Help support New Advent and get the full contents of this website as an instant download. Includes the Catholic Encyclopedia, Church Fathers, Summa, Bible and more all for only $19.99...
A Franciscan missionary, b. at Betanzos in Galicia; d. at Chomez, Nicaragua, 1570. He was one of the earliest Franciscan missionaries to Guatemala, and founder of the Church in Nicaragua. He is said to have acquired, in eight years, the use of fourteen Indian languages, including the Nahuatl. It is certain that he possessed an extraordinary gift for linguistics since in one year he mastered the three principal idioms of Guatemala, Quiché, Kakchiquel, and Zutuhil, speaking them as perfectly as the Indians themselves. It was during this time, and on account of his writings, that the controversy began between the Franciscans and Dominicans over the use of the Indian term "Cabovil" as a synonym for God. Betanzos insisted that they were not synonymous and always wrote "Dios", even in Indian idioms. The Dominicans on the other hand kept up the native term "Cabovil". The Franciscans were right, since the aborigines had no conception of monotheism, and "Cabovil" means, not a personal supreme Deity, but the spiritual essence which all Indians believe to pervade the world, localizing and individualizing at will; an animistic idea underlying Indian fetishism. Betanzos was one of the authors of a work published at Mexico and entitled, "Arte, Vocabulario y Doctrina Christiana en Lengua de Guatemala". It is probably the book printed in Mexico previous to 1553 and ascribed to the "Franciscan Fathers", and also to Bishop Marroquin of Guatemala. No copy of it, however, is known to exist. It is the earliest work printed in any of the languages of Guatemala.
Casual mention of Fray Pedro de Betanzos is found in Ycazbalceta, Bibliografia mexicana, (Mexico, 1886), in which an edition of the Catecismo y Doctrina is mentioned (Mexico, 1556), and a reimpression (Guatemala, 1724). The title of the 1556 edition is Catecismo y Doctrina Cristiana en idioma Utlateco; of the 1724 print, Doctrina Cristiana en lengua Guatemalteca, and while the former is attributed to Bishop Marroquin, the latter has for its authors Fray Juan de Torres and Fray Pedro de Betanzos. The biographic data are founded in Beristain, Bibliot. hispano-americana set. (Mexico, 1816), I, who in turn obtained them from Vazques. Cronica de la Provincia del Illmo, Nombre de Jesus, del Orden de San Francisco de Guatemala (Guatemala, 1714-16). Squier, Monograph of Authors,, etc., (New York, 1861), copies Beristain. See also Ludewig, Literature of American Aboriginal Languages (London, 1858). On the controversy over the use of the words "Dios" and "Cabovil" see Remesal, Historia de la provincia de San Vicente de Chyapa y Guatemala (Madrid, 1619).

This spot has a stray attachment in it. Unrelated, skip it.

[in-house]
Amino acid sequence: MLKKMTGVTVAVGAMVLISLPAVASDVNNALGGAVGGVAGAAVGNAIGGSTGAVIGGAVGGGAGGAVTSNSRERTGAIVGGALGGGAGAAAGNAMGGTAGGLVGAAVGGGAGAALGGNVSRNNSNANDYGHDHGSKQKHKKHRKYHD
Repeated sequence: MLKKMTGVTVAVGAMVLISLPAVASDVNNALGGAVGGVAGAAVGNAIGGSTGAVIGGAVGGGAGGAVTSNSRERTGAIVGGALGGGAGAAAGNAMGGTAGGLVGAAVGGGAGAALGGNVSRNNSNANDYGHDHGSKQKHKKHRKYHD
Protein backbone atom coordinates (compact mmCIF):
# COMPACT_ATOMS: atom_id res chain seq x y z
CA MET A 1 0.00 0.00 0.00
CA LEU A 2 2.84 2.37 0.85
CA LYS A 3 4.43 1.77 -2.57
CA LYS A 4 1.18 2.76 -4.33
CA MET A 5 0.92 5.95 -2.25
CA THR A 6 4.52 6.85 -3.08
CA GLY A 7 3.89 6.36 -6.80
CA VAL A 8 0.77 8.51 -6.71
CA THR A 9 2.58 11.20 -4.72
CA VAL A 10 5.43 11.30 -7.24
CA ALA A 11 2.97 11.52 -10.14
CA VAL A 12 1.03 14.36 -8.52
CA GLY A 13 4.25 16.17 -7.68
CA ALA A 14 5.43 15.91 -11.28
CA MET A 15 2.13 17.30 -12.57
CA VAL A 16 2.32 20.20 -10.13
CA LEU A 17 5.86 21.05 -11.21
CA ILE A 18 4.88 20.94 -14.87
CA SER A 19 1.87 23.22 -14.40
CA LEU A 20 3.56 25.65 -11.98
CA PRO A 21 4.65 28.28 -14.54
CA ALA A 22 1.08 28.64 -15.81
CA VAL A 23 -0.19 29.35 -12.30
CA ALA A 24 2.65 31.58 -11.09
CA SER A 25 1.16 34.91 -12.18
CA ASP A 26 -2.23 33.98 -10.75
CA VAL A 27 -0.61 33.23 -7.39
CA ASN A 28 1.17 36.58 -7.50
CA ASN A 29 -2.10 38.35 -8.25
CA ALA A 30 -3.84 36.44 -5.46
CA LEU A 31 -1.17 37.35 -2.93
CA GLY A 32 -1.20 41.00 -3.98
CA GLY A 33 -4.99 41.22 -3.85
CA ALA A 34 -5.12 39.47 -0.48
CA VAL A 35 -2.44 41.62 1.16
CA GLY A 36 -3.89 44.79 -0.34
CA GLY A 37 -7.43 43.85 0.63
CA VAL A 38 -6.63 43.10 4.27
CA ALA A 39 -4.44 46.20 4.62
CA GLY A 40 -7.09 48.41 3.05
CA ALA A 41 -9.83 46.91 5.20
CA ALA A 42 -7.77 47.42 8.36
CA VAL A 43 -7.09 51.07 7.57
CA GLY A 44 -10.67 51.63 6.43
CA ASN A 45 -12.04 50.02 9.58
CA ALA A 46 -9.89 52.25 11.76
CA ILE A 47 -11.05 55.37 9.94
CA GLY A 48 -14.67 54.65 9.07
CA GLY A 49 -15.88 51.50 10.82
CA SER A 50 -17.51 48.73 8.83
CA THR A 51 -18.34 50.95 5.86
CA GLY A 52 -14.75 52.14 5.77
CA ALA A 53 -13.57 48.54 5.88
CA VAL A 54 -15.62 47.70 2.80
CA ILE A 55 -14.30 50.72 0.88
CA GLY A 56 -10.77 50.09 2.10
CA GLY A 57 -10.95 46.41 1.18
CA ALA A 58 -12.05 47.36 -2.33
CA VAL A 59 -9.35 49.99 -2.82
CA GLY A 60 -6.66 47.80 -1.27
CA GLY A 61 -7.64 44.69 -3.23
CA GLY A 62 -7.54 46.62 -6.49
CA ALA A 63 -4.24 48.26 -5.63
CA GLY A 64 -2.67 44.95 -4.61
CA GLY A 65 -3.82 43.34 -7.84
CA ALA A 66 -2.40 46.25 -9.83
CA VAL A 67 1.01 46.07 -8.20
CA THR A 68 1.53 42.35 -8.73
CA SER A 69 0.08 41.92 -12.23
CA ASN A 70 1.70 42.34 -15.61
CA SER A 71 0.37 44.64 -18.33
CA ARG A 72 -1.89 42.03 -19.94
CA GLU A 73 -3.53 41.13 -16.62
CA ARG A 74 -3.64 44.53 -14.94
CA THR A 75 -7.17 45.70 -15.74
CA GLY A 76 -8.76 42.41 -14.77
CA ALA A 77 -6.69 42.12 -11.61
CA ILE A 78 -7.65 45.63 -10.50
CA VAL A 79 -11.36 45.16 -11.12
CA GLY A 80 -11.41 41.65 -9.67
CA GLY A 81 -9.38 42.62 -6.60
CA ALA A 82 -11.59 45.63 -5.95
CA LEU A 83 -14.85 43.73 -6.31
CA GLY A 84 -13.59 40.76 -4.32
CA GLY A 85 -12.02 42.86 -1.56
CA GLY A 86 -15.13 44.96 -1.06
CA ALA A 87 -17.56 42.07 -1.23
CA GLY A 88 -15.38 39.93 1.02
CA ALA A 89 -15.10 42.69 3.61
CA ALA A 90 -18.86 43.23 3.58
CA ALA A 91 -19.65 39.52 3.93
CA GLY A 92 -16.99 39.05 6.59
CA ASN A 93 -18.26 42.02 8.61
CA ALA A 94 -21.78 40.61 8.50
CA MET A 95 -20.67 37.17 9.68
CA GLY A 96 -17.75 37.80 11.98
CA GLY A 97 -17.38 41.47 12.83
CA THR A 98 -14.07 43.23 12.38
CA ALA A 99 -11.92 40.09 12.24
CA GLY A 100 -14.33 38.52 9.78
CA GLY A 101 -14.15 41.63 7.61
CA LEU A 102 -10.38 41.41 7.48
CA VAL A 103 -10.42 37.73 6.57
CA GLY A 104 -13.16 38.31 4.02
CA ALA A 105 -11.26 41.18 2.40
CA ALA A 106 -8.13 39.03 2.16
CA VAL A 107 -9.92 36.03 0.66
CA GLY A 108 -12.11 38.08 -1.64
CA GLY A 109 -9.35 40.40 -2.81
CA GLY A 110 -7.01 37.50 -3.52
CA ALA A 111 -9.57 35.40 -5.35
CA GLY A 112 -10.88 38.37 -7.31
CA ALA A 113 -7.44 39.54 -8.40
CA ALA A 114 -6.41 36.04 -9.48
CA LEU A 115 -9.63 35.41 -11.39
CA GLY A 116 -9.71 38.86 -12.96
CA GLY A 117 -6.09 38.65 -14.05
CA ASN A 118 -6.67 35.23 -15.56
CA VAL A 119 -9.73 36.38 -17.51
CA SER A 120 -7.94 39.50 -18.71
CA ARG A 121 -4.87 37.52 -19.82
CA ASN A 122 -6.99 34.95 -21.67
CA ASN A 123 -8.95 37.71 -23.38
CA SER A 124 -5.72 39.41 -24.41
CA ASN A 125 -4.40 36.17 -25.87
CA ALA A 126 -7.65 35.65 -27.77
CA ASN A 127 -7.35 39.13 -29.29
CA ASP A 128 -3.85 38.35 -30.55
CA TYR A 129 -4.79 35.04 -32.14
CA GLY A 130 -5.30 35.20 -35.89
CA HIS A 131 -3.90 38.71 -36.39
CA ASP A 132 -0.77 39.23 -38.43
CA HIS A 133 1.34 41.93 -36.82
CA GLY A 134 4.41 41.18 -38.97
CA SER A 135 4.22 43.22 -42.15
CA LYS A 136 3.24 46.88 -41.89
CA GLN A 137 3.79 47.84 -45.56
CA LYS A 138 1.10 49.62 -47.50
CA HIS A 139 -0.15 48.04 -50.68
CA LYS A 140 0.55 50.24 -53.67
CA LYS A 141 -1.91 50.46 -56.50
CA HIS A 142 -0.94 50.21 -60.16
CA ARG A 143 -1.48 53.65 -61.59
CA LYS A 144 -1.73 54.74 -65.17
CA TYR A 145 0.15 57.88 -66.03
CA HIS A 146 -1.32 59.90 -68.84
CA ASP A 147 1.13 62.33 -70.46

APA citation. (1907). Fray Pedro de Betanzos. In The Catholic Encyclopedia. New York: Robert Appleton Company. http://www.newadvent.org/cathen/02530b.htm
MLA citation. "Fray Pedro de Betanzos." The Catholic Encyclopedia. Vol. 2. New York: Robert Appleton Company, 1907. <http://www.newadvent.org/cathen/02530b.htm>.
Transcription. This article was transcribed for New Advent by Susan Birkenseer.
Ecclesiastical approbation. Nihil Obstat. 1907. Remy Lafort, S.T.D., Censor. Imprimatur. +John M. Farley, Archbishop of New York.
Contact information. The editor of New Advent is Kevin Knight. My email address is webmaster at newadvent.org. Regrettably, I can't reply to every letter, but I greatly appreciate your feedback — especially notifications about typographical errors and inappropriate ads.